Thursday, December 13, 2012

Slippers, lilies and mince pies

The other day I wrapped up in several extra layers of clothing and braved the arctic blast to attend a talk by local author Deborah Swift at Windermere library.

Ms Swift writes historical novels set in the seventeenth century, and has had two published to date - The Lady's Slipper and The Gilded Lily.  Unlike many other historical novelists, she writes about ordinary people rather than royalty/aristocracy, and her books have been partly or wholly set in the Lake District, which is why I wanted to go along and hear more.

The talk, which concentrated on research and the processes of writing the books rather than the books themselves, lived up to my expectations and more.  It was fascinating to hear about the differences between researching daily life in London and Cumbria in the seventeenth century, for instance.  Apparently, although there are far more records for London, that in itself is limiting because everything is already known, so there's less scope to shoe-horn new characters, events or places in.  In Cumbria, which was very rural and had far fewer records, there's more space for artistic licence.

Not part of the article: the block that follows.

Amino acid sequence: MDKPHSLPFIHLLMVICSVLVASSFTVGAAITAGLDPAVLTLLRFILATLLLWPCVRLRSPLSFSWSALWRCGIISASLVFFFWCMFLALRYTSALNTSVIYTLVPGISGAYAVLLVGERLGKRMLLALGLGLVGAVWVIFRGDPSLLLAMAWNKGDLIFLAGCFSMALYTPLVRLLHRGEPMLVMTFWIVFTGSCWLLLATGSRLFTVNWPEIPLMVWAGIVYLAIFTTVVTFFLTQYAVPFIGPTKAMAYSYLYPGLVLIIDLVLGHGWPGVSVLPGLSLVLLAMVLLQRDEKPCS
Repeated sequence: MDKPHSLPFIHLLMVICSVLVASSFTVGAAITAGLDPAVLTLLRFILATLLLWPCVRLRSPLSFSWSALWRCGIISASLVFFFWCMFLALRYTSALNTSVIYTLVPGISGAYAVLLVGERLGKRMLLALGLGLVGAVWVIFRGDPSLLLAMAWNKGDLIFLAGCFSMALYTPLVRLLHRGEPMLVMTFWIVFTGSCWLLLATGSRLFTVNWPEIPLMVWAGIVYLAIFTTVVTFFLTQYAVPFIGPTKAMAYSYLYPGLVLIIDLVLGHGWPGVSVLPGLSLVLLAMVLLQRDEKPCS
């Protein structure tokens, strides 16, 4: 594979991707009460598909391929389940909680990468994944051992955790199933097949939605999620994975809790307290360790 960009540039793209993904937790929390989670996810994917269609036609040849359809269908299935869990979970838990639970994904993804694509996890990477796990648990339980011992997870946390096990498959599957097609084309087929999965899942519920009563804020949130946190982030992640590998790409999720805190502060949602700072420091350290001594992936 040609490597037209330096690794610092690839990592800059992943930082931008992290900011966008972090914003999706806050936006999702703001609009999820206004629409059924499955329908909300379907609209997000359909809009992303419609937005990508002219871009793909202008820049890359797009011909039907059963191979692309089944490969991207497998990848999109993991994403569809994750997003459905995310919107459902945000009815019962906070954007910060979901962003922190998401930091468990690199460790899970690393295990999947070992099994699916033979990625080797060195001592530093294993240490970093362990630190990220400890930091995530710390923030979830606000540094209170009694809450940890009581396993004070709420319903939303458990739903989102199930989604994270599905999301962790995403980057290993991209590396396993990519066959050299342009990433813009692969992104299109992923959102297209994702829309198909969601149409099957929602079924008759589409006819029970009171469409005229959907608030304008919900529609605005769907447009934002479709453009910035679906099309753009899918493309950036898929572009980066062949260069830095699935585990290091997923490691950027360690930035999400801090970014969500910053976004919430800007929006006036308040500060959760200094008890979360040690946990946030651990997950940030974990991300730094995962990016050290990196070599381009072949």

It was also fun to learn the differences between British and American readers' perceptions of book covers.  Britain prefers warm, vibrant colours, lots of gilt, and large script that stands out on the shelf, but all of those things spell 'trashy' to American readers who expect small fonts and dull colourson the covers of any books percieved to be 'literary'.

The whole event lasted for nearly two hours, and although the group was quite small, that made it all the more chatty and interesting, as the audience were able to participate - asking questions and comparing Ms Swift's experiences to our own - far more than if the room had been full.  And considering we got all that, plus tea/coffee and a mince pie, and an opportunity to buy books and have them autographed, all for the princely sum of £1, it was an afternoon of exception value and enjoyment.


Liz/moth said...

That sounds really interesting and I was fascinated by the information about American cover pictures! I wish I'd been with you!

Fiona Glass said...

Thanks Liz! Yes, it was quite an eye-opener that the two countries are so different in terms of what they like.